In the middle of the British summer hundreds of people fended off the rain yesterday with brollies and plastic macs in Liverpool’s Sefton Park to listen to Sona Jobarteh play the kora at the Africa Oyé free festival.
Although Sona was born in England, she’s a Gambian griot, an inheritor of a musical tradition that has run in her family for hundreds of years. Her grandfather, Amadu Bansang Jobarteh, was a fabulous kora player, an inspiration to a whole generation of musicians. Sona hasn’t done too badly herself : her 2011 solo album Fasiya gave her an international profile and invites to perform around the world. Her website proudly proclaims that she’s “the first female Kora virtuoso”. But when I caught up with her after the show she told me that the praise she got from her father a couple of years ago recognising that she’d become a master of her instrument mattered more to her than any number of rave reviews.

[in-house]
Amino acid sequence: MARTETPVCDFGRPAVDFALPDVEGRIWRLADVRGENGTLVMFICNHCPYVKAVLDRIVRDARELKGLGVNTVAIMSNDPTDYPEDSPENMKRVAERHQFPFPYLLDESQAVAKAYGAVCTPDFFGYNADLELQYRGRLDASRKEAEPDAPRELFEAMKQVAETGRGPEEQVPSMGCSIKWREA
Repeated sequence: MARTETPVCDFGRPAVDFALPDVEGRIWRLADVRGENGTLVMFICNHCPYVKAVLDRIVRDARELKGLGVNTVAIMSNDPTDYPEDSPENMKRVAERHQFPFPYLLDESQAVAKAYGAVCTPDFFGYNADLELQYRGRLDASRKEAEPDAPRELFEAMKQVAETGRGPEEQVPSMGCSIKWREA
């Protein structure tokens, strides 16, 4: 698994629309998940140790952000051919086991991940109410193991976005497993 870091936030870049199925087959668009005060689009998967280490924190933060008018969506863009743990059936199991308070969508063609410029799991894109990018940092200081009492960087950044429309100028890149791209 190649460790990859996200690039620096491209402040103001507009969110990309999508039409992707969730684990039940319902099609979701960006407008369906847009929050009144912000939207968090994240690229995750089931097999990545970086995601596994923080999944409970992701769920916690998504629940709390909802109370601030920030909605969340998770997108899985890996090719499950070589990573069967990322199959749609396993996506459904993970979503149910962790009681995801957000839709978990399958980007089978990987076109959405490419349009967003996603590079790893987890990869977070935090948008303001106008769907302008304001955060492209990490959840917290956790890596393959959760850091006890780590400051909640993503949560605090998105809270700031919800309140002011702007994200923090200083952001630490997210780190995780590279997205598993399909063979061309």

Even more important to her though than any form of personal reward is her teaching. Sona has a strong sense of responsibility : if she can plant seeds among the next generation then she’ll have achieved something really durable. In Gambia now, she says, there is a gap : the old griot families have broken up, the family compounds where tradition was once taught have mostly fallen silent. On the positive side though, there is still a thirst for traditional music. After several years work by Sona and her father Sanjally, the Amadu Bansang Jobarteh School of Music, the first specialist music school of its type in Gambia, opened its doors to its first full time students in early 2016. This is now Sona’s main focus when she is not touring, and what all the tour proceeds go towards : the school needs to raise funds so that it can offer scholarships to students of poor backgrounds. I told her that I’d be more than happy to help publicise the project, so this link will take you to the school’s website where you can donate money by credit card.